Jim Tasse, assistant director of the Bicycle and Pedestrian Coalition of Maine, on Nov. 14 describes the mixed feedback received from temporary traffic-calming measures demonstrated in North Yarmouth’s Village Center. Alex Lear / The Forecaster

NORTH YARMOUTH — Although data showed that a temporary set of speed-reduction measures in the Village Center significantly cut the percentage of speeding motorists, opinions are mixed among residents about the measures used in the one-month trial.

The demonstration – the focus of a two-hour Nov. 14 forum at the Wescustogo Hall & Community Center that drew 66 people – included channelizer posts, or bollards, set up on both sides of the travel lanes and along the center lane, and large potted plants on both sides of two crosswalks. The $1,500 test covered a half-mile stretch that includes the two intersections of Routes 115 and 9, where the posted speed limit is 30 mph.

A radar speed trailer study conducted outside Stones Cafe & Bakery from Aug. 12-20 – before the installations, and with the speed display turned off – showed 67% of motorists were speeding. That’s compared with 20% between Sept. 26 and Oct. 3 during the trial, according to Jim Tasse of the Bicycle and Pedestrian Coalition of Maine, whose organization worked with the town and several other groups with the authorization of the Maine Department of Transportation to conduct the tests.

This experimental crosswalk by Stones Cafe & Bakery in North Yarmouth was delineated by potted plants, while speed bumps on both sides created a “landing area” for pedestrians. Those measures drew particular ire among surveyed residents. File

Peak afternoon average speed was 31.9 mph beforehand and 26.8 mph during the project, while respective overall average speeds were 30.4 and 26.6 mph.

While 75% of 139 people who completed online surveys during the tests agreed the changes did slow traffic, 61% said the driving experience was worse, 27% said it was better and 11% said it was about the same. About 23% found walking in the area was worse, compared with 14% who felt it was better, while most hadn’t walked the stretch during the installation. Nearly 31% found the bicycling experience worse, nearly 4% thought it was better and the majority of the others hadn’t biked through there.

Speed bumps placed on both ends of the crosswalks to define a landing area for pedestrians, along with the plants, made travel more difficult and dangerous for bicyclists, some residents reported.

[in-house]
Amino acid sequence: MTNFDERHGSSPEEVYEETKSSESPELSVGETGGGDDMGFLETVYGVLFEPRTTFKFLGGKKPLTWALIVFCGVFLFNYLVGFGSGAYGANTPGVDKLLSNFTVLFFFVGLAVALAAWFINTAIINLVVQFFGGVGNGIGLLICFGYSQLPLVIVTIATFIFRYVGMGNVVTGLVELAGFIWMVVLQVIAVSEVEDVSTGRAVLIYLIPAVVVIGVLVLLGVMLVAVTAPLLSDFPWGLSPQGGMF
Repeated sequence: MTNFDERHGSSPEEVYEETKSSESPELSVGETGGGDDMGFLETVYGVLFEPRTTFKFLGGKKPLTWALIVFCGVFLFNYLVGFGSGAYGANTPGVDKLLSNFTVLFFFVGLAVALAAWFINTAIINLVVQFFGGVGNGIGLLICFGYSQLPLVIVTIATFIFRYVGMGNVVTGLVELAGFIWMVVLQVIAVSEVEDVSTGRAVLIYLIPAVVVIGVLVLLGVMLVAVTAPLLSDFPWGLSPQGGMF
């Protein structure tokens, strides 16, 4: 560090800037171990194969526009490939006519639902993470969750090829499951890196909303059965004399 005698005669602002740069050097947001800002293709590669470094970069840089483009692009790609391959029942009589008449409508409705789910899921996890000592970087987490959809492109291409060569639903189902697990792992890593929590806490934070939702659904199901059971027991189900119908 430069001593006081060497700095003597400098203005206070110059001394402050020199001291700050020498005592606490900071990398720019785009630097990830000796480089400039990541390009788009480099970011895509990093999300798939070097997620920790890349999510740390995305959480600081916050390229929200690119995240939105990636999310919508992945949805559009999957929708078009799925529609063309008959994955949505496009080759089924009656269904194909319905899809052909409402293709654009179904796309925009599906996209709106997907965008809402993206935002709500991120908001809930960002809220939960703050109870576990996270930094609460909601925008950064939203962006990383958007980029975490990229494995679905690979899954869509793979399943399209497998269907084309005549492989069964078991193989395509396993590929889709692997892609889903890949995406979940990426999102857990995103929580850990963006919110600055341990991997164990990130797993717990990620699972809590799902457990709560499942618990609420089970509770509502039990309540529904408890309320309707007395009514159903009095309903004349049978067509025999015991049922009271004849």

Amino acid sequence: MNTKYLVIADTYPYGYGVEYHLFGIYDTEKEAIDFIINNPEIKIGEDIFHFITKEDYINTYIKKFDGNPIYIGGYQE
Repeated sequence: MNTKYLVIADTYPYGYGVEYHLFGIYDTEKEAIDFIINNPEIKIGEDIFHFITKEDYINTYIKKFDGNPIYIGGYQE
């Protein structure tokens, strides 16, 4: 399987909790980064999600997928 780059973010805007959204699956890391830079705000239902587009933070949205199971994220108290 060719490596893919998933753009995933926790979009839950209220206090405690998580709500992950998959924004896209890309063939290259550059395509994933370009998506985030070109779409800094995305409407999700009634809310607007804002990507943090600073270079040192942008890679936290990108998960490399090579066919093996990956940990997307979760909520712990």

Bicyclist Katie Marquis-Gerard spoke to the difficulty, suggesting that “if you’re going to do something to have pedestrians, cars and bicyclists co-exist, you’d better think about a bike lane.”

“Lots and lots of hate” was directed at the planters, Tasse said, noting that in the areas where the shoulders were blocked bicyclists and motorists had to share the road, and motorists had to slow down and yield. The road cannot facilitate bicycle lanes, he said.

Support for the measures, much of which came from those living in or near the Village Center, lauded an increase in pedestrian safety due to a decrease in traffic speeds and a greater ease in crossing the street between The Lane and Stones.

“I applaud what you’re doing,” said David Messinger of Walnut Hill Road, whose wife crosses that street frequently with their baby. “I have never felt safer in front of my own house. Just waiting for the bus with my girls; it worked.”

But “aesthetically, I could leave those planters in the dust,” he added.

In response to resident proposals that the speed limit be reduced to 25 mph, Tasse warned that DOT studies can sometimes lead to raising the limit.

With some calling for a consistent police presence in a town that has none, Town Manager Rosemary Roy said the town is looking into contracting with the Cumberland County Sheriff’s Office for an officer dedicated to North Yarmouth. The first-year cost could be $185,000, including a cruiser and benefits, and $145,000 the following years, she said.

“This was one step, to get here to do the test and see what the results are,” Roy said, adding that she will work with the town’s Economic Development and Sustainability Committee, planning consultant, public works director and Select Board as the next budget season unfolds, to determine “what we’re going to do going forward.”

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